“Frank” Review by Tarek Fayoumi


Now this is an independent comedy that is worthy of positive press. You may be surprised by how the film is satirical, but “Frank” is as heartfelt as it can be with the quirky characters that are in this comedy by Magnolia Pictures. Michael Fassbender (as “Frank”) remains, serious, outspoken, and demanding as he was in “Shame” (2011). For Fassbender, this is a comedy that fits him, because he can incorporate his serious sense of humor and make it funny at moments that are so unexpected.

If filmmakers care about making comedies in the future, “Frank” is a good example of how comedies should be. The director Leonard Abrahamson (“What Richard Did,” “Adam and Paul”), one of the newest directors from Dublin, Ireland made this comedy based off the British comedian Frank Sievey and Sievey’s character “Frank Sidebottom” (1955-2010). “Frank” is an adaptation off someone who was well-known for being funny and shows the struggles of what it takes to be popular in the entertainment industry of music. 

We meet Jon (Domnhall Gleeson),a young wanna-be musician who wants to be in the music industry. All of a sudden, he realizes there is more in life that has to offer for him once he becomes part of an eccentric pop band. The funny thing about this pop-band is everyone has something that bothers them. Three of the band members have something against Jon. These rude members are Clara (Maggie Gyllenhaal), Nana (Carla Azar), and Baraque (Francois Civil). The only two members cool with Jon and like that he is aboard the band is the masked-leader “Frank” and Don (Scott McNairy).

“Frank” sees Jon as someone who is a talented keyboard player and songwriter, so he wants Jon to be in the band because he is familiar with what it takes for a band to receive popularity. Now I am sure we all have an idea of the face of Fassbender. What is an issue though, is that “Frank” always denies removing his mask. This agitation of “Frank” leaves Jon in frustration numerous times since he is never aware of the facial expressions or how “Frank” actually feels about him as a band member. “Frank” feels explaining his facial expressions helps but that is where people get annoyed (and that is what is hysterical about this movie).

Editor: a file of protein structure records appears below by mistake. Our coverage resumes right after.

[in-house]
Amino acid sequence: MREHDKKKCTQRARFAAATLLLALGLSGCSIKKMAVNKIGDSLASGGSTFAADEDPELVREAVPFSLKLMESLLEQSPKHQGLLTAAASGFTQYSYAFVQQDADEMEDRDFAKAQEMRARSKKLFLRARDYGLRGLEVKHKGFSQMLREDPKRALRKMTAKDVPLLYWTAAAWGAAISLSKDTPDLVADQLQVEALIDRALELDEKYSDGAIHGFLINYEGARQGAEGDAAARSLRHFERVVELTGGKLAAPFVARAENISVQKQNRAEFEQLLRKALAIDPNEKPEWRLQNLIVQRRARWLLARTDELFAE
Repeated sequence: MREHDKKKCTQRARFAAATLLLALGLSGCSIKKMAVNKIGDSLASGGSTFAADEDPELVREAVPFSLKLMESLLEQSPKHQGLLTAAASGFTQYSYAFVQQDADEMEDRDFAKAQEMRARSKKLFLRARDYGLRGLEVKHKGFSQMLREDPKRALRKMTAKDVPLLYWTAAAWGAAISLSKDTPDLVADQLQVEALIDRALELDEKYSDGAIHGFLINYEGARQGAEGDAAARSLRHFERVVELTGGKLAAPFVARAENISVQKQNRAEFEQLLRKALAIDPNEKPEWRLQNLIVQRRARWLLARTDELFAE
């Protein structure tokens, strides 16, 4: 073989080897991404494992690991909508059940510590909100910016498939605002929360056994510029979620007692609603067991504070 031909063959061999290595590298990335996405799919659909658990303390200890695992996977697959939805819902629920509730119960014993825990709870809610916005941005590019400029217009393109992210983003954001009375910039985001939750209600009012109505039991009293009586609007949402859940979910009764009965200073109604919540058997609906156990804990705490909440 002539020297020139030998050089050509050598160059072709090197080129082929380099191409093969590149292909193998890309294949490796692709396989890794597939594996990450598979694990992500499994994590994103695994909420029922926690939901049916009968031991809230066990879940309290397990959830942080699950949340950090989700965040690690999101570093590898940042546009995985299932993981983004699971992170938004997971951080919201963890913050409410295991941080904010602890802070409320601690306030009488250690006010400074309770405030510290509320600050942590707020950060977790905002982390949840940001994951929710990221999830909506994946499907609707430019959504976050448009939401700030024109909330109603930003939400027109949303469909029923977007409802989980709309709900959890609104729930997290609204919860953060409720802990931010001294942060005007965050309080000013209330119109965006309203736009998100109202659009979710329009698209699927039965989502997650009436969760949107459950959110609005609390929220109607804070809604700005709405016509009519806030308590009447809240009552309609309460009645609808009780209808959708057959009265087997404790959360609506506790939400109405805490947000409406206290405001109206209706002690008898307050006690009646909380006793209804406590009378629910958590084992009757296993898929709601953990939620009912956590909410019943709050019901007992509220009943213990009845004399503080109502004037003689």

The movie has the funniest moments at the weirdest moments but gets serious later on. “Frank” feels that with no one getting along with the band is making them not do as well and “Frank” is such a perfectionist. He wants every little element to be crystal clear perfect. My only question is how can it be perfect without an idea of how “Frank” feels? We cannot tell if he has the overrated face-mask on the whole time.

This movie is not amazing, but it stands as one of the best comedies I have seen. I liked its sense of seriousness because the slapstick comedies are getting kind of old. It has moments of dragging, but those moments tend to get better as the film progresses. Generally it is dragging, something is about to happen, and bam…something humorous just took place. It is a comedy with the funny moments that will make you laugh at very unexpected times.

Two and a half stars.


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